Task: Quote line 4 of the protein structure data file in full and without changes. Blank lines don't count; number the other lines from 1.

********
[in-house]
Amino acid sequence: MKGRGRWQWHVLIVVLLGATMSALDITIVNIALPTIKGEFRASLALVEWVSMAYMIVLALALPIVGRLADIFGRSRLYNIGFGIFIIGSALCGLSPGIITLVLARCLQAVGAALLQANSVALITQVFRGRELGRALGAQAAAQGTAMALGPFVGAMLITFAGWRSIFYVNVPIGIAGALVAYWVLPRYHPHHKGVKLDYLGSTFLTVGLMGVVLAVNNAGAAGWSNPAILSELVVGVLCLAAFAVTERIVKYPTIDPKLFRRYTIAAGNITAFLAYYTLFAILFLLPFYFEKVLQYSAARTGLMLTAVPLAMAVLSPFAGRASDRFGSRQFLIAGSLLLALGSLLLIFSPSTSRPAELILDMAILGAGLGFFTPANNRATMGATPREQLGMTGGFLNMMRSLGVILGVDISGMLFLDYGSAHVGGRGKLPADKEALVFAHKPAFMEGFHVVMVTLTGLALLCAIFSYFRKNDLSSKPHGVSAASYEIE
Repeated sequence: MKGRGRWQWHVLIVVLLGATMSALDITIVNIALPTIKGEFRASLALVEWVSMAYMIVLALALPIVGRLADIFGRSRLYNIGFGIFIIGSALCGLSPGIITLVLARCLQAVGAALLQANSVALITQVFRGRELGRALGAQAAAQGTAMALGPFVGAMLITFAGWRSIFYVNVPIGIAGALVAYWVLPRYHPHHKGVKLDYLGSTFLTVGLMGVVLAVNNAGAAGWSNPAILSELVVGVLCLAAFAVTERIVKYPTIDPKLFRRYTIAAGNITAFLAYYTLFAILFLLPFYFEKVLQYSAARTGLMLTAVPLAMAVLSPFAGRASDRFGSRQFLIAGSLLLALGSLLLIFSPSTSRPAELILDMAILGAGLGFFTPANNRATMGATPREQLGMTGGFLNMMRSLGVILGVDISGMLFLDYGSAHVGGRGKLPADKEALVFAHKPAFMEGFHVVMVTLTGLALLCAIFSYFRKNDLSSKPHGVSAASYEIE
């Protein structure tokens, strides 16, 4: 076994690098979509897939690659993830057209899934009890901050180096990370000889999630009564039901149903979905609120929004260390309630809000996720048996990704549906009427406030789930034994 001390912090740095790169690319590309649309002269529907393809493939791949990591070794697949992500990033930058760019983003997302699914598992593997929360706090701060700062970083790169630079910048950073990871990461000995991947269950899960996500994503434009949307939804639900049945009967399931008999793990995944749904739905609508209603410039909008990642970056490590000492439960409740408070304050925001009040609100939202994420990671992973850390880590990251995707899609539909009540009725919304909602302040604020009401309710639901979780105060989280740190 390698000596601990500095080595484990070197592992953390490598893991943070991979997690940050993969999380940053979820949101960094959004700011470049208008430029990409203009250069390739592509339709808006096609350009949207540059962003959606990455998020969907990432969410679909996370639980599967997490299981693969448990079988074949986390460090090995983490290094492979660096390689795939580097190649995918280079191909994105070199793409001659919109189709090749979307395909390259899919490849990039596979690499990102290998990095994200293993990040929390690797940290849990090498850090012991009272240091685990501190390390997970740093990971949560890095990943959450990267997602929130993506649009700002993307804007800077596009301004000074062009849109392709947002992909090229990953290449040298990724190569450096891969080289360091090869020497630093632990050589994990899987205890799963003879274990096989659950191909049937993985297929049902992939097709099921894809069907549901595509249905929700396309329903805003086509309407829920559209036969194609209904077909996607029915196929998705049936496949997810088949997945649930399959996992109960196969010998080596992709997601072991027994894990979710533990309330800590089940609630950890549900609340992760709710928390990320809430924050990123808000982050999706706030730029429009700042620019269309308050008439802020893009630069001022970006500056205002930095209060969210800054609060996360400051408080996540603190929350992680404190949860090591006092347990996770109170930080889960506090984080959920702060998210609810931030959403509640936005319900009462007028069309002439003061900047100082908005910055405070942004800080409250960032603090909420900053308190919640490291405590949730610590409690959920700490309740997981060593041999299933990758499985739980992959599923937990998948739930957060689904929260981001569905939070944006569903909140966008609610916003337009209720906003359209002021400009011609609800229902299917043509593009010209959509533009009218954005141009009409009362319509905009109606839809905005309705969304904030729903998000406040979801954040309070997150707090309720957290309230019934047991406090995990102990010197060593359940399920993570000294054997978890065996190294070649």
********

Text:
């Protein structure tokens, strides 16, 4: 076994690098979509897939690659993830057209899934009890901050180096990370000889999630009564039901149903979905609120929004260390309630809000996720048996990704549906009427406030789930034994 001390912090740095790169690319590309649309002269529907393809493939791949990591070794697949992500990033930058760019983003997302699914598992593997929360706090701060700062970083790169630079910048950073990871990461000995991947269950899960996500994503434009949307939804639900049945009967399931008999793990995944749904739905609508209603410039909008990642970056490590000492439960409740408070304050925001009040609100939202994420990671992973850390880590990251995707899609539909009540009725919304909602302040604020009401309710639901979780105060989280740190 390698000596601990500095080595484990070197592992953390490598893991943070991979997690940050993969999380940053979820949101960094959004700011470049208008430029990409203009250069390739592509339709808006096609350009949207540059962003959606990455998020969907990432969410679909996370639980599967997490299981693969448990079988074949986390460090090995983490290094492979660096390689795939580097190649995918280079191909994105070199793409001659919109189709090749979307395909390259899919490849990039596979690499990102290998990095994200293993990040929390690797940290849990090498850090012991009272240091685990501190390390997970740093990971949560890095990943959450990267997602929130993506649009700002993307804007800077596009301004000074062009849109392709947002992909090229990953290449040298990724190569450096891969080289360091090869020497630093632990050589994990899987205890799963003879274990096989659950191909049937993985297929049902992939097709099921894809069907549901595509249905929700396309329903805003086509309407829920559209036969194609209904077909996607029915196929998705049936496949997810088949997945649930399959996992109960196969010998080596992709997601072991027994894990979710533990309330800590089940609630950890549900609340992760709710928390990320809430924050990123808000982050999706706030730029429009700042620019269309308050008439802020893009630069001022970006500056205002930095209060969210800054609060996360400051408080996540603190929350992680404190949860090591006092347990996770109170930080889960506090984080959920702060998210609810931030959403509640936005319900009462007028069309002439003061900047100082908005910055405070942004800080409250960032603090909420900053308190919640490291405590949730610590409690959920700490309740997981060593041999299933990758499985739980992959599923937990998948739930957060689904929260981001569905939070944006569903909140966008609610916003337009209720906003359209002021400009011609609800229902299917043509593009010209959509533009009218954005141009009409009362319509905009109606839809905005309705969304904030729903998000406040979801954040309070997150707090309720957290309230019934047991406090995990102990010197060593359940399920993570000294054997978890065996190294070649």